I also wonder how (or if) evolution is happening now. It seems that at least to some extent, we've "beaten" evolution--by doing things like making eyeglasses so the nearsighted don't all stumble off cliffs before puberty and thus allowing the genetically unfit to reproduce, we've greatly interfered with natural selection. Also, the way we think of evolution usually involves random mating at least within a certain geography, but that's hardly what happens, and hasn't for quite some time in human history--so how does that affect the evolution of the species? And "survival of the species" is hard to grasp from the perspective of the individual. Apparently the idea for the individual organism is to propagate its own genetic material--but how does this "incentive" influence our behavior? Maybe animals are operating under some kind of internal calculus whereby they will take a 25% chance of dying in order to save a cousin (or whatever), but humans are of course dealing with more complex issues.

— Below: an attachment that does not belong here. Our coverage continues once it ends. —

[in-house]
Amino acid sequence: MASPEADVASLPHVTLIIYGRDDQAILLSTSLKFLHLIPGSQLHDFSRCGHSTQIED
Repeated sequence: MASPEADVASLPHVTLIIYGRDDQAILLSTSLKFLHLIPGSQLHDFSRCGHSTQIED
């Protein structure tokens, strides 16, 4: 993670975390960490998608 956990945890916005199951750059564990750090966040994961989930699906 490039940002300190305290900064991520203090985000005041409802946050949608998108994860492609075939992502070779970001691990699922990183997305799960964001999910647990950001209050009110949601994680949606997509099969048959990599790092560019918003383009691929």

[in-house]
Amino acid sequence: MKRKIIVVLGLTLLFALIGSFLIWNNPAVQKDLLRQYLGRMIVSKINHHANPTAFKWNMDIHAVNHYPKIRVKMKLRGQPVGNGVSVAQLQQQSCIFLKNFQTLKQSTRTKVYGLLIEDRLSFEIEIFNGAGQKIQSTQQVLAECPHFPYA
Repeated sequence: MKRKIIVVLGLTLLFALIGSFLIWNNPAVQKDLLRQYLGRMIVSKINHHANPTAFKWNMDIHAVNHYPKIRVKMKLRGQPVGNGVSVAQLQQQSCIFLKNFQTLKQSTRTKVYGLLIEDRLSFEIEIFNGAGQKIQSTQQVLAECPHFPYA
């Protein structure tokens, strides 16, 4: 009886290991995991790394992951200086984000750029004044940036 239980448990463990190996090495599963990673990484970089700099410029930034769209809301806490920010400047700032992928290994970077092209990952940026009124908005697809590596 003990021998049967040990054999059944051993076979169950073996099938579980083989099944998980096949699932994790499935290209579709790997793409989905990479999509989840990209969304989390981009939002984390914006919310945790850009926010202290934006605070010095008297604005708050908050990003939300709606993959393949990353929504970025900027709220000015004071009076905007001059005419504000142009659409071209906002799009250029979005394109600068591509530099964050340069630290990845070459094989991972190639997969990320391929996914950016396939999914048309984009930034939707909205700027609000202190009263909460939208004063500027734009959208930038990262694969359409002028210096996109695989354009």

One of the Behavioral Genetics articles said that animals who mate with animals they are genetically very different from have more offspring. But I think Buss says that we are attracted to people we look similar to because they are likely to have similar genetic makeups to our own. So which is more important, reproducing more or having our offspring resemble us genetically more? How do these relative considerations play out in animal behavior, much less human behavior, where sexual selection is a little more complicated than having sexy yet otherwise maladaptive peacock feathers. So are we "evolving" at all these days, or have our manipulations of the environment by now outweighed evolutionary effects? And what will all of this mean millions of years down the road when the evolution that may or may not be happening would have resulted in us all being tetrachromats?